That is where most people end with the gospel. “The death, burial, and resurrection of Jesus Christ.” But that is not where Paul stops.
Paul says that part of the gospel is that there were witnesses to the resurrection. It would stand up in court.
Remember the passage quoted earlier from Matthew 27? The chief priests and Pharisees wanted the tomb sealed so that the disciples would not steal the body and pretend he rose from the dead. Pilate complied with their request. After the resurrection there was another conversation.
Now when they were going, behold, some of the watch came into the city, and showed unto the chief priests all the things that were done. And when they were assembled with the elders, and had taken counsel, they gave large money unto the soldiers, Saying, Say ye, His disciples came by night, and stole him away while we slept. And if this come to the governor’s ears, we will persuade him, and secure you. So they took the money, and did as they were taught: and this saying is commonly reported among the Jews until this day. (Matt 28:11-15)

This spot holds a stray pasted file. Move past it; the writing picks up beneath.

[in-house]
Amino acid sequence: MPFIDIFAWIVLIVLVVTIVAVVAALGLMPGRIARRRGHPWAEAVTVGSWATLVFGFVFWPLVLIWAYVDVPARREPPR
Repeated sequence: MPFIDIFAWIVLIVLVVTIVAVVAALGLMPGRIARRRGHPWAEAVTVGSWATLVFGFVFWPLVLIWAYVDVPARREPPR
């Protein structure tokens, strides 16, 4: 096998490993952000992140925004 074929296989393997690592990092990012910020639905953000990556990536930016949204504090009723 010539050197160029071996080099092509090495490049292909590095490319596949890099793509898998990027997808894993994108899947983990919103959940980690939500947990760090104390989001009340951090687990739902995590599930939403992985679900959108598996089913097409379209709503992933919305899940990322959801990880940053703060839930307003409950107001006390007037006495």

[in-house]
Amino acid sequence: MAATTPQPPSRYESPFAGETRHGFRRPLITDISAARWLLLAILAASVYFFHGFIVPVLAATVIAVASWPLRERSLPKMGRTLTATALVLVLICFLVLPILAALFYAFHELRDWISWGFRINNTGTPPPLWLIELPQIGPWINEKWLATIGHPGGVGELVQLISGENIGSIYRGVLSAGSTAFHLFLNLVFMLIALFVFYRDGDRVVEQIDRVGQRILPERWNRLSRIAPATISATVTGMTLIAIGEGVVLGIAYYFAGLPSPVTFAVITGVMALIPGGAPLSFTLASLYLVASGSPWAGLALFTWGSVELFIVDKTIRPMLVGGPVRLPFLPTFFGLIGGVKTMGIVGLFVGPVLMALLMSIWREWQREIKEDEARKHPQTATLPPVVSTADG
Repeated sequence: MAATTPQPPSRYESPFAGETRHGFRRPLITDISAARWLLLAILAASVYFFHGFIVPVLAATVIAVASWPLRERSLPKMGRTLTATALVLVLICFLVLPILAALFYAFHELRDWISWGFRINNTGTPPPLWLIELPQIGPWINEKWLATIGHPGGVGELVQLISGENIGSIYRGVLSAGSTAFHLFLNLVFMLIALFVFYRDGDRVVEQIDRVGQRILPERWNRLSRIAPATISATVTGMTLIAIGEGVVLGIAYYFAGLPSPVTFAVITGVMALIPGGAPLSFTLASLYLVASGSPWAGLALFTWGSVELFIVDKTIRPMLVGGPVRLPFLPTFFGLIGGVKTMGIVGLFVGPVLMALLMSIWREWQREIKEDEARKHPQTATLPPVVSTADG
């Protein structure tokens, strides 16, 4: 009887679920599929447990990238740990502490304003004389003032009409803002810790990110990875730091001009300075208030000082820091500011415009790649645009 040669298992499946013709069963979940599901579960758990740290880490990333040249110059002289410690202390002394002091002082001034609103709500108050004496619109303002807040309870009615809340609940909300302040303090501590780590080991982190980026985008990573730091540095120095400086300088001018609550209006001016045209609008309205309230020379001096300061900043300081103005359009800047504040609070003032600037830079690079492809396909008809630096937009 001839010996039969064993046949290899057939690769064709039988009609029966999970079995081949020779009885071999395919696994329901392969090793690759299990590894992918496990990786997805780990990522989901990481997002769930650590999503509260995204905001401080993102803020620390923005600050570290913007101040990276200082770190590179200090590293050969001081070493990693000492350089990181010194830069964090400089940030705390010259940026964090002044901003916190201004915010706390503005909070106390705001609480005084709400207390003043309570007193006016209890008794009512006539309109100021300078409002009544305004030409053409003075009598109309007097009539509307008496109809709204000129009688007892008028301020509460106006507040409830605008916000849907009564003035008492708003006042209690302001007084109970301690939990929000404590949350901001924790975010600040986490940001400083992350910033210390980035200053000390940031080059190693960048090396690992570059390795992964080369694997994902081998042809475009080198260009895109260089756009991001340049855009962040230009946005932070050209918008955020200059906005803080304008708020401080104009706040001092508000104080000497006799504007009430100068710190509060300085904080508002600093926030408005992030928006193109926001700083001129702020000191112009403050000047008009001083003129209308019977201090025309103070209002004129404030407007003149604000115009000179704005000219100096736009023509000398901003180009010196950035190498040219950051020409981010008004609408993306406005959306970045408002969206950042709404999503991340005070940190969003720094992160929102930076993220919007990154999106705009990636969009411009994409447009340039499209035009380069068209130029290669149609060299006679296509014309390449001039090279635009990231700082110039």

In contrast to the purchased testimony of the guards, Paul enters the testimony of witnesses to the risen savior. Against what might have been as many as ten witnesses to the contrary, Paul calls hundreds of witnesses that saw Jesus alive after his death. Many, preferably most, would have known him during his life.
His first witnesses had spent the better part of three (or four) years with Jesus. It could be presumed that they knew the man well enough not to be fooled by an impostor. The first witness, in fact, is Cephas, better known to us as Simon Peter. Within the twelve were the three: Peter, James, and John. Even when the other apostles were left behind, these three were privy to the most private moments in Jesus’ life. These were the ones with him at the transfiguration. These went with him farther into the garden than the others on the night he was taken into custody. Peter was later taken aside for a private conversation after the resurrection. If anybody knew Jesus by sight, and could cause an impostor to slip up at some point, it would be Cephas. And yet Paul calls him as a witness that Jesus was raised from the dead.